Education changes lives by changing life chances. It is, as the great Conservative statesman Rab Butler said of his landmark 1944 Education Act, ‘the spearhead of social reform’. This week MPs from all political parties came together to mark the 70th anniversary of that Act, which made secondary education free for all for the first time.
Butler’s reforms broadened the horizons of the whole generation that came of age after the Second World War through the creation of a tripartite system of secondary schools based on aptitudes and ability.
South Holland is one of only a handful of places left in the country that has rightly retained the 11 plus, the result being schools of which we can all be proud. The 11 plus has also benefited our primary schools – raising standards across the board.
I am personally proud that my young sons attend two of our excellent local state schools. I’ve always taken the view that what’s right for the people I represent is right for me and my family.
Technical schools were the largely unfulfilled element of Butler’s tripartite system, providing an advanced vocational education, as due to the austerity of the post war years, very few were ever built. As a consequence, young people with practical aptitudes were denied the opportunities available in countries like Germany.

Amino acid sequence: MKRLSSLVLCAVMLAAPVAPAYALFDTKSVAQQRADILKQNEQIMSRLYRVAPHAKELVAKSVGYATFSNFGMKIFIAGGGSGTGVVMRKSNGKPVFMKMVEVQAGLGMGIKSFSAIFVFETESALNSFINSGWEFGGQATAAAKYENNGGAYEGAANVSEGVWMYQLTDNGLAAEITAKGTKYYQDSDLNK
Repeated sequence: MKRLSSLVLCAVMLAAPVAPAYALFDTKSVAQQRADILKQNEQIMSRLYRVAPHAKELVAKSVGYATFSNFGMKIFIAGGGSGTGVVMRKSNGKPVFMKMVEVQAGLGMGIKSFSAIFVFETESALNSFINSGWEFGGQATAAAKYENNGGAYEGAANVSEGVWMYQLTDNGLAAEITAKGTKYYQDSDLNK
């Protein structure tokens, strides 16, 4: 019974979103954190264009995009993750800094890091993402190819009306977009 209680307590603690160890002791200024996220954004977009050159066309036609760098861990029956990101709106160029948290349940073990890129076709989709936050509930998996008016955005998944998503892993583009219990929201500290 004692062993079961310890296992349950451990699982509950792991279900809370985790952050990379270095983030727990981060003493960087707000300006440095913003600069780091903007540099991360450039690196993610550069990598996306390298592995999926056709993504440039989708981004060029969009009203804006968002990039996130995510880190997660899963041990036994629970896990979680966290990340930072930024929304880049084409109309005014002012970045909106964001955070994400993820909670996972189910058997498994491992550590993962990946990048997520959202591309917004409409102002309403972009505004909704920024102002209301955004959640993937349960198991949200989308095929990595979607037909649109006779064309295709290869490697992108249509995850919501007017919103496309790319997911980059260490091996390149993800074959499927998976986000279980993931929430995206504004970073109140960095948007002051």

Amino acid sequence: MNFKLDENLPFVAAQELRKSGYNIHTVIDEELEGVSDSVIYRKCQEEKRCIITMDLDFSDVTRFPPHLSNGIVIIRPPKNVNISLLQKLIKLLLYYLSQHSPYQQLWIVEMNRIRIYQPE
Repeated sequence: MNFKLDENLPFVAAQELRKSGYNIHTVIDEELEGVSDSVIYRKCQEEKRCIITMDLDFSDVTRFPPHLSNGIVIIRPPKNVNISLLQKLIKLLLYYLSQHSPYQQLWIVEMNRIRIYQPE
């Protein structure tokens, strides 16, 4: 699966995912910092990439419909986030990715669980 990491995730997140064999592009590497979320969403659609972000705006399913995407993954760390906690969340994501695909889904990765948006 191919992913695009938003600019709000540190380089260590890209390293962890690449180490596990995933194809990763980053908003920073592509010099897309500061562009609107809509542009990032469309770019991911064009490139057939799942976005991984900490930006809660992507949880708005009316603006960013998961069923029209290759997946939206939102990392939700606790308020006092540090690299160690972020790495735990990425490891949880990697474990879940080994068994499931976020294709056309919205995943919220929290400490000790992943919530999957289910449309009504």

Now all this is changing, thanks to another great reforming Government. Locally in Holbeach the academies programme, started by the last Government and hugely expanded by the present one, has allowed the creation of schools such as the excellent University Academy Holbeach – which celebrates vocational as well as academic achievements – and through its partnership with the University of Lincoln benefits from shared resources and expertise.
There can be few towns the size of Holbeach with such superb facilities.
The Government has also set up University Technical Colleges (UTCs) which are essentially the technical schools Butler envisaged in 1944. All UTCs must have strong links to local employers, giving their students the opportunity to advance to skilled employment.
I am pleased to have been able when Minister for Skills to have greatly expanded the apprenticeship system, so giving far more young people the chance to learn skills in the workplace. Remarkably, up to two million apprenticeships will have been created in this Parliament alone, an unprecedented increase which is transforming how we see education and learning. For too long we undervalued vocational skills. Now, at last, by elevating the status of practical learning we are building a more just and cohesive society in which everyone has the chance to realise their potential – being their best by doing their best.
Rt Hon John Hayes MP